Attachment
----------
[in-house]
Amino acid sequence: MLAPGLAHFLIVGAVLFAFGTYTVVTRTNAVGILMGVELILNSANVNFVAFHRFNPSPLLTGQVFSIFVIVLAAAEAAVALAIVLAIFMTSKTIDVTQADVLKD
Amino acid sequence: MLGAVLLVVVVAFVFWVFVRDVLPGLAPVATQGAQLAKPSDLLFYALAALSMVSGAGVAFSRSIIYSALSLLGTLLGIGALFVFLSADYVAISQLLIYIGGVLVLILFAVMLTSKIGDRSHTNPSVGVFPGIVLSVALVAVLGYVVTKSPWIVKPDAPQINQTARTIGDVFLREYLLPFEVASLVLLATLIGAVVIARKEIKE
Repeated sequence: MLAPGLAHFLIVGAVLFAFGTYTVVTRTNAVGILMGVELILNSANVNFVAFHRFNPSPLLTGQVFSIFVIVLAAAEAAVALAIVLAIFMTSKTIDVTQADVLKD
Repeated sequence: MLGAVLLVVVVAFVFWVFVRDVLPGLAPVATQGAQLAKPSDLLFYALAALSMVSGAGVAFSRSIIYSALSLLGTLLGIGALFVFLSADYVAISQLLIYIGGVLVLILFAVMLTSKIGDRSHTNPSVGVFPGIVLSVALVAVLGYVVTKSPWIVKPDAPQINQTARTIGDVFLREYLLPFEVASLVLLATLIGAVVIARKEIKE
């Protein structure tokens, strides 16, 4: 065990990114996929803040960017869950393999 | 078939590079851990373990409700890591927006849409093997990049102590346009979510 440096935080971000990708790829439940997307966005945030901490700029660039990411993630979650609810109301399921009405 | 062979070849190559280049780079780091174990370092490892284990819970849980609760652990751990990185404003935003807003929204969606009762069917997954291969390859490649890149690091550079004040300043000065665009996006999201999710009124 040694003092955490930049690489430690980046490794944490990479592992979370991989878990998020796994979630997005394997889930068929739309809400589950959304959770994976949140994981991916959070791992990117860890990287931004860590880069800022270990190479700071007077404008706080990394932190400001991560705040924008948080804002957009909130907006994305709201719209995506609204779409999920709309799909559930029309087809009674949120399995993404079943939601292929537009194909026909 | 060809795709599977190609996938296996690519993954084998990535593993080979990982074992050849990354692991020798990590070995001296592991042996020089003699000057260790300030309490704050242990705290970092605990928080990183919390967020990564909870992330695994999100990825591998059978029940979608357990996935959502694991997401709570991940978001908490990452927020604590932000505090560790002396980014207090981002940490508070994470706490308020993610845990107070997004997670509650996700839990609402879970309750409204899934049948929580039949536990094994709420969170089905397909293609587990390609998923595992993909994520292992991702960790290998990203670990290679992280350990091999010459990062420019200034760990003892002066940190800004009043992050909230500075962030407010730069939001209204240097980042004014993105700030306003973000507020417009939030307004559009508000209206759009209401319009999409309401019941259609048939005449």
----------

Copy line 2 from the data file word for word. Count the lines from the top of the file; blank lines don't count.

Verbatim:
Amino acid sequence: MLAPGLAHFLIVGAVLFAFGTYTVVTRTNAVGILMGVELILNSANVNFVAFHRFNPSPLLTGQVFSIFVIVLAAAEAAVALAIVLAIFMTSKTIDVTQADVLKD